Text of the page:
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villa maria

I arrive in Villa Maria sodden, freezing, filthy.

I am exiting a hotel that is so dire even I won’t consider staying there. The rooms are raw brick windowless stalls that fit a bed and nothing more. No room to unpack. Everything is wet. There is no place to hang clothes, tent, sleeping bag, to dry. I struggle to wrestle the bike and panniers out the front door and back onto the street. The staff assisted my entrance to view the room but since I have declined to become a customer they do nothing to facilitate my exit.

A man approaches.

“Where do you come from?”

My patience is short. I’m cold, tired, hungry, wet. It’s getting dark.

“I can’t talk now!” ”

“Do you need somewhere to stay?”

I look up at him.

“I have travelled, too. With backpacks, to Ecuador, Bolivia, Brazil – with my wife and children. My wife speaks English. Would you like to stay with us for the night?”

He gestures across the street. A woman is standing in the door of a shop. She smiles, waves. I nod. Together we push the bike across the road and into the shop, a brightly lit space, starkly empty but for a few tall vases of flowers and a bubbling tank of gold fish. A pool of muddy water gathers on the floor around me and my bike.

Breakfast at the family dining table. Maurico has lived in the house all his life. His father was from one of the old families of Villa Maria. Maurico claims the dining table was sold to the family by Pablo Escobar. He tells me that before his rise to power as a drug lord Escobar was a furniture salesman in Villa Maria but I am unable to verify the truth of this tale.*


The house is one of the old houses of Villa Maria. The family's fortunes were built on market gardening; flowers, vegetables and other cash crops. Maurico's father was a bohemian famous for his parties. He would disappear for months at a time. He died when Mauricio was still young. The land surrounding the house was gradually sold off by Mauricio's nine older brothers as the township of Villa Maria grew up around it.


A sunny day facilitates drying out every last item of gear that I have. My panniers no longer seem to be particularly waterproof. Water gets in but it doesn't get out again - a sad state of affairs. I take advantage of my unplanned rest day to do some ever necessary bike maintenance by giving the bike a good clean and installing a new chain and brake pads.

On my second evening with Maurico and Natalie we are invited to visit some of their friends – two brothers – at a finca about half an hour from Villa Maria. We set off, three up, on Mauricio’s motor bike. There are only two helmets and the passenger sandwiched in the middle goes without. As a guest, I am given the choice of whether I would prefer to sit precariously at the rear with a helmet or sit wedged in by supposedly protective human flesh, with my skull exposed. I take the helmet, which doesn’t fasten, and balance it on my head.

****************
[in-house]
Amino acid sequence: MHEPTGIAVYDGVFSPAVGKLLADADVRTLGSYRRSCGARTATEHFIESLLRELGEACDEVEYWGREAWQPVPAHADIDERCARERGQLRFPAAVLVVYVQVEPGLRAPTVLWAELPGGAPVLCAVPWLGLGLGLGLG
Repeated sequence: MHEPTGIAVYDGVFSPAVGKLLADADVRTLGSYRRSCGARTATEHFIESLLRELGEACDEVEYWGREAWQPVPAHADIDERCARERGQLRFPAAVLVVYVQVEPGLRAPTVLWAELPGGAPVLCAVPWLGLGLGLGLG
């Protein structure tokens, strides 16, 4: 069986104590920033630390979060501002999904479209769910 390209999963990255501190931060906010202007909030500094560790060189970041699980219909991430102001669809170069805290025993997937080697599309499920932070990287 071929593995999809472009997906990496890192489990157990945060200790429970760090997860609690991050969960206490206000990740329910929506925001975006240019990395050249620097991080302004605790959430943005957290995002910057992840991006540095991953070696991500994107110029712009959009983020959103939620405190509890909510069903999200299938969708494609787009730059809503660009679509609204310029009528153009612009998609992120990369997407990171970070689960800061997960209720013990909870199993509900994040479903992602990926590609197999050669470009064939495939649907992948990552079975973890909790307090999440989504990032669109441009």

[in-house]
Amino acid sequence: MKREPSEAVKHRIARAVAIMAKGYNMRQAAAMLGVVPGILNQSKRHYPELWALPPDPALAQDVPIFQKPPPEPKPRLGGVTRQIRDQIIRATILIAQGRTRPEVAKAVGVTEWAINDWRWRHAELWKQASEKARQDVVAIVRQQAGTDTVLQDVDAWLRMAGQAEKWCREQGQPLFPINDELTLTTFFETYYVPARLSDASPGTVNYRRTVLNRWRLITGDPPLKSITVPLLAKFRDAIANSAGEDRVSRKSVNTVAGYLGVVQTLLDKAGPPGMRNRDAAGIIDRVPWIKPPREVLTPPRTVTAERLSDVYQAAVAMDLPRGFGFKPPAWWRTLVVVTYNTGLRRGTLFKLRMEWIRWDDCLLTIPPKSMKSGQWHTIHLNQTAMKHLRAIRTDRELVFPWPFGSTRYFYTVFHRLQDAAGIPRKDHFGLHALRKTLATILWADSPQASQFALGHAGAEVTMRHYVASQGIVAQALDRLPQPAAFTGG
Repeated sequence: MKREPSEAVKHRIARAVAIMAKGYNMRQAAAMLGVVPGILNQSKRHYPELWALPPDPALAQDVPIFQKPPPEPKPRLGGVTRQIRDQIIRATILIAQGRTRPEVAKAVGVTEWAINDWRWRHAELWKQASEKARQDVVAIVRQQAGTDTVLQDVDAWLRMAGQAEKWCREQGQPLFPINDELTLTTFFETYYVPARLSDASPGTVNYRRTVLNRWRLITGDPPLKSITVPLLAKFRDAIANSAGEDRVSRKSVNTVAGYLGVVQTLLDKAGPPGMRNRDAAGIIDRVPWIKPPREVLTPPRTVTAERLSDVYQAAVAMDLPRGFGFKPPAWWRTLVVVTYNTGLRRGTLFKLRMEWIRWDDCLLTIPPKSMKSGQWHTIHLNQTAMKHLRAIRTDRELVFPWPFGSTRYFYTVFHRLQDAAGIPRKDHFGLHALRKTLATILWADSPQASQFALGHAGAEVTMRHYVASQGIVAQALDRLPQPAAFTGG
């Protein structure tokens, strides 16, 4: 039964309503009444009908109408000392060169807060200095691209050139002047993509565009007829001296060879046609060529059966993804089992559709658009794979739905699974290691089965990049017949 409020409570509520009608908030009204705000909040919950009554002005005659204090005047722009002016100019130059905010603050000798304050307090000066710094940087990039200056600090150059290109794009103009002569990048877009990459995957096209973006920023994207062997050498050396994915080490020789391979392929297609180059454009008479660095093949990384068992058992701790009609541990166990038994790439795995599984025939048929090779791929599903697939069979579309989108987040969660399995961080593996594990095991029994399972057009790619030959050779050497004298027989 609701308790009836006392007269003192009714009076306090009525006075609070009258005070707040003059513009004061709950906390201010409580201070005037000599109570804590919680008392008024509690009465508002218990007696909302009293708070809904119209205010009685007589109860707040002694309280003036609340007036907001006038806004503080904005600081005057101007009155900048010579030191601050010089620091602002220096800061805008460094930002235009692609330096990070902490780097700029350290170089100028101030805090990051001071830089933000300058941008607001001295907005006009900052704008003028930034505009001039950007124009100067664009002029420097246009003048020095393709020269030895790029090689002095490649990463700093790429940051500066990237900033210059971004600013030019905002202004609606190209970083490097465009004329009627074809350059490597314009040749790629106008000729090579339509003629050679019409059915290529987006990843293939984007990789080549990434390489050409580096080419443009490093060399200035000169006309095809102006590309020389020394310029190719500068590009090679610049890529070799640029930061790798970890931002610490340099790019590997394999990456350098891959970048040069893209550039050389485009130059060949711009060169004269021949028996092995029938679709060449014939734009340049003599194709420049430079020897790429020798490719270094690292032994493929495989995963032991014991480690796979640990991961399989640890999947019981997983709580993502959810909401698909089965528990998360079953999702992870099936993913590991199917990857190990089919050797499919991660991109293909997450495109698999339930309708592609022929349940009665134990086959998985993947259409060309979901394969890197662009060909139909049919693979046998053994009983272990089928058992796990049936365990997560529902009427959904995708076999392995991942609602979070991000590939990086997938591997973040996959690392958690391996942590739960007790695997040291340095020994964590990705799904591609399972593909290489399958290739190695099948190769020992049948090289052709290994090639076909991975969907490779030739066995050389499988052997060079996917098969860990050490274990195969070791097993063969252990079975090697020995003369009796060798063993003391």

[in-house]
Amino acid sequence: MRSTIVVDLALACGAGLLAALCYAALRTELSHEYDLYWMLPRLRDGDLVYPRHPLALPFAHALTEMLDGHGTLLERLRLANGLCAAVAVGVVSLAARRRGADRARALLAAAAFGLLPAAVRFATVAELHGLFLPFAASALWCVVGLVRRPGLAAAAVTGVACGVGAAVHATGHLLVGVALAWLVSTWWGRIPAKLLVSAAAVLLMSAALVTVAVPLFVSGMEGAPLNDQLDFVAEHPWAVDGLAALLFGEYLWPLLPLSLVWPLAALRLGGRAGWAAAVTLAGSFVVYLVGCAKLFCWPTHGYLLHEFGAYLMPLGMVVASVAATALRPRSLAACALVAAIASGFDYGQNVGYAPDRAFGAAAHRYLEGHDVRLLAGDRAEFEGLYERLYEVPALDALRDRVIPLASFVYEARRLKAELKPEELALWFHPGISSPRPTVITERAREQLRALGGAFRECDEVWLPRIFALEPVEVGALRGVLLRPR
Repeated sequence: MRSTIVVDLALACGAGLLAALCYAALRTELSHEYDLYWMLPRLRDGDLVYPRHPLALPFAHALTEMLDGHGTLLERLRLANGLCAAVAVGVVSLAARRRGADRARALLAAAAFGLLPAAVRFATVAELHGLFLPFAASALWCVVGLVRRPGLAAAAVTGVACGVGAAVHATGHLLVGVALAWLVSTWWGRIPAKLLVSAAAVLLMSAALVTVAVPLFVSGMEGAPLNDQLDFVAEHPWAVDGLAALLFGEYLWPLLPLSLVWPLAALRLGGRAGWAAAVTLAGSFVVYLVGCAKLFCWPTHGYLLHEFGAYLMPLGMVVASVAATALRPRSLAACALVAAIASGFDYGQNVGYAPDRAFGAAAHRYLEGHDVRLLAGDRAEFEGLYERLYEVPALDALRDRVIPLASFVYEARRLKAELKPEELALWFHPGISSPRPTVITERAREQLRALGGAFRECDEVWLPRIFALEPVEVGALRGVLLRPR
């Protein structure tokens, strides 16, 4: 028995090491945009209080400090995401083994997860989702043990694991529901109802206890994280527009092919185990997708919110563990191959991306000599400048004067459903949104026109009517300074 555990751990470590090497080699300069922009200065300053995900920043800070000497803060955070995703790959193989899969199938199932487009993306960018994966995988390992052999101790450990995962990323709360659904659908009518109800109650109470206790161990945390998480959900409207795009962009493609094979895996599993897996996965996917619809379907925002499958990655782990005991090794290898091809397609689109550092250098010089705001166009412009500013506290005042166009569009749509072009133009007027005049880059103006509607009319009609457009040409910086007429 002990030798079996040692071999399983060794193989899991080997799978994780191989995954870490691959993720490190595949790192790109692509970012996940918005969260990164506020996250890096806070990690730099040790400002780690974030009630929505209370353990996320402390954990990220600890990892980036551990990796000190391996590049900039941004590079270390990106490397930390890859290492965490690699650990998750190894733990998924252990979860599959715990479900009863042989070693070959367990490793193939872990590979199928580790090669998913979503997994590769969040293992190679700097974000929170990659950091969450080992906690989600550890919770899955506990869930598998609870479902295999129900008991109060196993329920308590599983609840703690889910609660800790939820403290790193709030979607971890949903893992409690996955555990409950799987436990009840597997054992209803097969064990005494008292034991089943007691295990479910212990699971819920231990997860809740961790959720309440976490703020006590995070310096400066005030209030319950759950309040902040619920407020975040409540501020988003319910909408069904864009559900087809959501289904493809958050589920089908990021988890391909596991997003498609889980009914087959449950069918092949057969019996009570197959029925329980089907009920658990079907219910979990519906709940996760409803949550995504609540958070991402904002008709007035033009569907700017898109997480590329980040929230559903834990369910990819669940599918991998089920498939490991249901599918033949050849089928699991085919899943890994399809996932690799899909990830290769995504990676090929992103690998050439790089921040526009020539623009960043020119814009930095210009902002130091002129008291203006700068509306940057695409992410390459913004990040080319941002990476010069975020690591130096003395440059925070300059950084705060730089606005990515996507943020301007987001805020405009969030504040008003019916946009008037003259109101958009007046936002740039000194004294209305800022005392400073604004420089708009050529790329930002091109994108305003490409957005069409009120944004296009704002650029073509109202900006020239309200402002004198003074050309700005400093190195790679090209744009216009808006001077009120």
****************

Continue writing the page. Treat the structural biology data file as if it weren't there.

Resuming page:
The bike strains under our combined weight up dizzying gradients to the top of Villa Maria’s hill and then we bounce down the other side on a muddy rutted track into rural darkness. I cling onto the bike with one hand. I use the other hand to hold the helmet on my head.

At the finca, we start the evening outside by a bonfire but later go inside to eat a dessert made from pumpkin boiled up with raw cane sugar and served with milk and bread.

On the way home I ride pillion with another of Mauricio’s friends. This motor cycle doesn’t boast headlights so Maurico rides close behind us to illuminate the potholed track. Light reflects blindingly off the mirrors while the perilous drops to the side of the road remain veiled in darkness. I can’t see a thing so I close my eyes and enjoy the ride.

The larger, older and more conservative, township of Manizales sprawls over the hilltops across the river.

Mountains and rain. The current theme.

* Wikipedia and the internet at large has clear limits in this kind of research. Perhaps a more accurate rendition of the story is that Pablo Escobar’s family came from Manizales and had a furniture business. But I don’t know.

{ 1 } Comments

  1. mauro | March 2, 2013 at 3:29 pm | Permalink

    super el paisaje entre Murillo y Manizales, esa ruta tambien la hago varias veces al año en bicicleta hasta un corregimieto llamado Palomar, en Anzoategui- Tolima que bordea el parque nacional natural los nevados. .

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